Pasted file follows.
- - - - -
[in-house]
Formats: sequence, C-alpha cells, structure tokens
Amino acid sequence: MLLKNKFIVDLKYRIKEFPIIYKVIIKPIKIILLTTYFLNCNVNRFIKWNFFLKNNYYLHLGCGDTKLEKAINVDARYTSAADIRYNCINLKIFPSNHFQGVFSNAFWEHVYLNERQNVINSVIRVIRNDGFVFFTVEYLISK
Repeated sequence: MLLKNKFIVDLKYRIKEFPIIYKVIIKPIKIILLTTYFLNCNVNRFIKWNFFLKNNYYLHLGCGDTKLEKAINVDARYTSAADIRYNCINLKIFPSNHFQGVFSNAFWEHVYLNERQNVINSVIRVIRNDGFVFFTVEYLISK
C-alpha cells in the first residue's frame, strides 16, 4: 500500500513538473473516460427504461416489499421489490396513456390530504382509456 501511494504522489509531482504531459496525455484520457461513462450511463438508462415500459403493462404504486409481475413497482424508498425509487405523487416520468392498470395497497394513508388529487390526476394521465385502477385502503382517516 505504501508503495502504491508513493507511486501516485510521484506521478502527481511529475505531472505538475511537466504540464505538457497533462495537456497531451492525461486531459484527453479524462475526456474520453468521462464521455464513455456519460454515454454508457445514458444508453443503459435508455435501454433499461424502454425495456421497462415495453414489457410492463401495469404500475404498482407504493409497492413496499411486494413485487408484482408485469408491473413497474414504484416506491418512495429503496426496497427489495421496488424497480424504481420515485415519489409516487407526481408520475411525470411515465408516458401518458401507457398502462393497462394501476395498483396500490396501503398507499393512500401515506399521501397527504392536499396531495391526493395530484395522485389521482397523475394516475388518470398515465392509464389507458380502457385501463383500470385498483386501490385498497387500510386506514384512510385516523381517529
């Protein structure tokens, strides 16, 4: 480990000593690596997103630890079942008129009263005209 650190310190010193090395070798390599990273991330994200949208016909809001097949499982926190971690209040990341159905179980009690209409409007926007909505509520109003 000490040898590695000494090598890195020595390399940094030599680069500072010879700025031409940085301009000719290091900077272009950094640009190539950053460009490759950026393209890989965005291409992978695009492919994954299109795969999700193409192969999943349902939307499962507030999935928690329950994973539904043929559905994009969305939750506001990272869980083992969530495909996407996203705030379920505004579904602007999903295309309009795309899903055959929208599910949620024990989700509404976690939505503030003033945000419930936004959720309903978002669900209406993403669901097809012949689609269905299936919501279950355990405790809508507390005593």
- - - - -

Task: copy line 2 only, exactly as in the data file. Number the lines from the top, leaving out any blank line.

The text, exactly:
Formats: sequence, C-alpha cells, structure tokens